The Importance of ROI When Evaluating Ancillary Business Systems

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HR Case Managment ROI
There is a general category of software based business systems that is considered mission critical to most organizations. Very few companies can operate without a general ledger package, a payroll system (or service), HRIS system, as well as industry specific systems for time and billing, manufacturing, distribution, etc. Final selection of these applications (often through an RFP process) is generally based on a combination of factors such as required functionality, ease of use, integration with other internal systems, and cost. Ultimately, regardless of whether these systems can actually save time and/or money, the business needs them and choices are made.

Where ROI (Return on Investment) analysis starts to become a greater factor in product selection is when internal business units (such as HR) are seeking out ancillary systems, sometimes referred to as “bolt-on” solutions. Examples are Data Warehouses, HR Recruiting systems, Performance Review systems, Case/ticket Management, etc. Products in this category may not be viewed as mission critical to the entire organization, but rather are considered more business critical — important primarily to the specific business group seeking the solution. In other words, the company would not shut down without them, although business operations could likely be greatly improved with them.

Compared to mission critical systems where the necessity is obvious and imminent, substantial justification is usually needed prior to budgeting for business critical applications. The business case must include analysis of many factors including:

  1. Clear articulation of the business problem to be resolved with the new system, and how the system will substantially achieve the stated goals
  2. Potential hard dollar savings (i.e., eliminating FTEs or reducing paper records for example)
  3. Potential soft dollar savings (i.e., time freed up for more critical work)
  4. Internal IT resources required to manage the system
  5. Integration capability with other internal systems
  6. Ongoing costs to support the application
  7. Feedback from Finance, Operations, and other departments directly or indirectly impacted by the selection
  8. Alternative solutions if an appropriate budget cannot be approved

Proper ROI analysis considers all of these factors and more. And a comprehensive ROI study is the key to gaining ultimate financial approval. The point here is that many companies simply equate ROI to hard dollar savings, and tackle the ROI project with that primary goal in mind. That is a huge mistake! Although demonstrating hard savings is highly beneficial to the analysis (and beloved by your friends in Finance), money is usually not the driver — productivity is.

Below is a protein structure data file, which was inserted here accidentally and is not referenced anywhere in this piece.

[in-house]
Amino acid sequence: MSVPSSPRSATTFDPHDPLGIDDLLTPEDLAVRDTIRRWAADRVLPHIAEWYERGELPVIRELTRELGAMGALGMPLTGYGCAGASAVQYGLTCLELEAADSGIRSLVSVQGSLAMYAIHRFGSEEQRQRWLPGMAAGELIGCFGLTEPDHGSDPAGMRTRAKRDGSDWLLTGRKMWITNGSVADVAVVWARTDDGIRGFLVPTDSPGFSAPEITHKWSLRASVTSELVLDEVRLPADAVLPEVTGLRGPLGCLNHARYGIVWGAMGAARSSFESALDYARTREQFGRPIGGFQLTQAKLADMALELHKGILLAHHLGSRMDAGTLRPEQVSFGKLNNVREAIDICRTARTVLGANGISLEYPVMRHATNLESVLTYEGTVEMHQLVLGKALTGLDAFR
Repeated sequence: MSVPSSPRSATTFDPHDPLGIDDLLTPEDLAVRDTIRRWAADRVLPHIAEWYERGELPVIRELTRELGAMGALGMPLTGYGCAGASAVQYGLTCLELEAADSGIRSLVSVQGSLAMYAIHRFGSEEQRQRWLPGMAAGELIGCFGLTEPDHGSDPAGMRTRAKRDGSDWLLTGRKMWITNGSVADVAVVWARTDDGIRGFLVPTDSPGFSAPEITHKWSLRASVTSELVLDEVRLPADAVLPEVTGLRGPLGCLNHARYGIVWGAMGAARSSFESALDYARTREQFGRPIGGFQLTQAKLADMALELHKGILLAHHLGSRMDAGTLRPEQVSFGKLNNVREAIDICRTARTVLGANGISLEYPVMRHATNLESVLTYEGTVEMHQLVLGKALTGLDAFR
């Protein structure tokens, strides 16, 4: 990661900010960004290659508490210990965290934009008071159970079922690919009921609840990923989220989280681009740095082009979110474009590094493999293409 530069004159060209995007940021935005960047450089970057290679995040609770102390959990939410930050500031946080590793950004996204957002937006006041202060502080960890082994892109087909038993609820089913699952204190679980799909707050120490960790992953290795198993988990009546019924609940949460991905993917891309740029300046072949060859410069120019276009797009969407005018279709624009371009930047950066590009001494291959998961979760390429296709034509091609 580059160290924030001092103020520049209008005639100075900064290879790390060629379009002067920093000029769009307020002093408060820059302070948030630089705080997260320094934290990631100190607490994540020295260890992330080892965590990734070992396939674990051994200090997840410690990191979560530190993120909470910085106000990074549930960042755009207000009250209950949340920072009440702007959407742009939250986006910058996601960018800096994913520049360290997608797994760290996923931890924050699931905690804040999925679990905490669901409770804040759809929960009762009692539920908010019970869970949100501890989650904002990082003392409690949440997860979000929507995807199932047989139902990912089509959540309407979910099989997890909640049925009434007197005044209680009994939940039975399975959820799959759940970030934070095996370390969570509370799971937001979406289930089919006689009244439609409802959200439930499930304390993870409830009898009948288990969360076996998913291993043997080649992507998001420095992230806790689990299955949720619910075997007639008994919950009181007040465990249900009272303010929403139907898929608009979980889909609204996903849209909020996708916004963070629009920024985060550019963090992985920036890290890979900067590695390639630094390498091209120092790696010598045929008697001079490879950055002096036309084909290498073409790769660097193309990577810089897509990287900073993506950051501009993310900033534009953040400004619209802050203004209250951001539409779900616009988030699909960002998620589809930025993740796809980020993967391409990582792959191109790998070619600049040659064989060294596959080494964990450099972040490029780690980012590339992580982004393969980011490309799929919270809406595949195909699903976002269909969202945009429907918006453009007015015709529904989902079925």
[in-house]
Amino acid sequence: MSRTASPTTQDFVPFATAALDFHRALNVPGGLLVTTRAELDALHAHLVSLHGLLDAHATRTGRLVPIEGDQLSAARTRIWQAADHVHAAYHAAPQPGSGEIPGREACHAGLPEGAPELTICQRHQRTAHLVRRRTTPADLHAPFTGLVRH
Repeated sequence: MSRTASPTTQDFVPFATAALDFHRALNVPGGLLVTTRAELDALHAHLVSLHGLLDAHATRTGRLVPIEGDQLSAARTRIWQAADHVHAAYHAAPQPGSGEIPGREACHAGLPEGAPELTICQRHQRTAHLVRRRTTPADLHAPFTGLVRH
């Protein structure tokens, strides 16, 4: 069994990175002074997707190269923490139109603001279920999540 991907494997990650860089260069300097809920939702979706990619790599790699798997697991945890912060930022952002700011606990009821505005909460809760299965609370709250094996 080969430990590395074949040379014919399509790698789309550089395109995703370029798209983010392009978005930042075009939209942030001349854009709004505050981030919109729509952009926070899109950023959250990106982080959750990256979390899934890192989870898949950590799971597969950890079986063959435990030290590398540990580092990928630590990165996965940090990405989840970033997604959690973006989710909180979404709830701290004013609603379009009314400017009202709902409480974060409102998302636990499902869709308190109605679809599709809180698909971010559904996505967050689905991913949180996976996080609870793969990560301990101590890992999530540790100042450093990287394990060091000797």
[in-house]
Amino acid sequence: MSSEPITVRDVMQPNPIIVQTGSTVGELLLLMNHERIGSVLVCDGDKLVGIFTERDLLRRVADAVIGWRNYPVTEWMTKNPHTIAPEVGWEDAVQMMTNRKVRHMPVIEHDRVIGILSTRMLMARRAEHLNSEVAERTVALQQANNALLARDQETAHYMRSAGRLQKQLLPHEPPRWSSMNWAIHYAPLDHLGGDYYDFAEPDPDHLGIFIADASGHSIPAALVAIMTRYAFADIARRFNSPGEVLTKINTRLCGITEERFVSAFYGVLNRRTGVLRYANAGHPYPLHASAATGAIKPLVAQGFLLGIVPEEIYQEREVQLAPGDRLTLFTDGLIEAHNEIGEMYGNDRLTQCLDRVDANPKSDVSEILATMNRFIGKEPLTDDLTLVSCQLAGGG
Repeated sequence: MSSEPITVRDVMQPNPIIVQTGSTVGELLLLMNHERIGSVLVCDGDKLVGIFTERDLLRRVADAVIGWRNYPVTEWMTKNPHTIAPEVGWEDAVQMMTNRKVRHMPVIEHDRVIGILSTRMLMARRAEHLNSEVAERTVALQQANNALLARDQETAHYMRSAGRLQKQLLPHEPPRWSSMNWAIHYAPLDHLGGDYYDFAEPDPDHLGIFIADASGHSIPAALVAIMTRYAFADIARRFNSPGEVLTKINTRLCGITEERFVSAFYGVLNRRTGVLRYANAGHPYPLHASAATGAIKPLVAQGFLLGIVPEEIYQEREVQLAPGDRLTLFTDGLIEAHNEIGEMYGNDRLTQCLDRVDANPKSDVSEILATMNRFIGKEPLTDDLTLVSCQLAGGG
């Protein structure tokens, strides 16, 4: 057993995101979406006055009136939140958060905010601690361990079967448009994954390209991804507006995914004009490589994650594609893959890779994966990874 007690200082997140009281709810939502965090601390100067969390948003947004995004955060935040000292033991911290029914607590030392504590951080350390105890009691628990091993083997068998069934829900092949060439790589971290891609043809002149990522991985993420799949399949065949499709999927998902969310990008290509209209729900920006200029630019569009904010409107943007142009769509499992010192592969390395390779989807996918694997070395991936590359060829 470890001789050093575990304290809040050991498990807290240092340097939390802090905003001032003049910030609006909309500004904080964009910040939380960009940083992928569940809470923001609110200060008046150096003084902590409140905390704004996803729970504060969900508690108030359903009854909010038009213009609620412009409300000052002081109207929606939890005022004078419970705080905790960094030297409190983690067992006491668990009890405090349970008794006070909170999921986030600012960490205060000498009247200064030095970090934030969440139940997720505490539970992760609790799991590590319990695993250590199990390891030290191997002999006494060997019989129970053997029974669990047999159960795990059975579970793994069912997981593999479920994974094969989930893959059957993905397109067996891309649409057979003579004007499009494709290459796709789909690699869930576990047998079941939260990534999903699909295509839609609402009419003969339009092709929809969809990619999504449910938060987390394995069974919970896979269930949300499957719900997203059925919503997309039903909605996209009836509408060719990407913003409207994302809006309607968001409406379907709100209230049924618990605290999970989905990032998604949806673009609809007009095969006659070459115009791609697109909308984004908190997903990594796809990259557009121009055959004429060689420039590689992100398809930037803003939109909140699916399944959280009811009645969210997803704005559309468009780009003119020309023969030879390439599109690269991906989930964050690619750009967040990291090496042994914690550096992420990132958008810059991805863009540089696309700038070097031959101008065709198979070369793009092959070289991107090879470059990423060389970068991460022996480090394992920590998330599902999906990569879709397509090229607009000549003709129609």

ROI studies must therefore focus on productivity gains for the impacted department(s). For instance, a single analytical report in your HR Case Management system could point to serious problems brewing in a particular division, providing the ability for HR to resolve the problem before it hits critical mass. You cannot put a dollar savings figure on that scenario, but any good executive would fully appreciate the potential productivity loss if that issue was not discovered and addressed in a timely manner. Now multiply that example times 10 or more relevant examples and you have a compelling case to build in your ROI report. Hard dollar savings should be the icing on the cake, and not the whole cake. The more you can identify and detail real-world examples such as the one above, the less money will be factored into the final approval process.

Another element to consider is the real productivity gains derived from many systems and how these gains could impact the staffing levels in your department. There are bean counters in your organization that will recognize the potential for FTE savings, and to be fair to the organization you do need to quantify those savings in your analysis. You will have time (hopefully) to plead the case to maintain your full staff, but the report should point out ALL legitimate benefits of the new system. Remember, the goal is to win approval for the system. Be open, detailed, and honest, and if properly justified you will be on your way to modernizing and improving your department and organization. Maybe there will be ultimate financial benefits, but that is not the point, is it?

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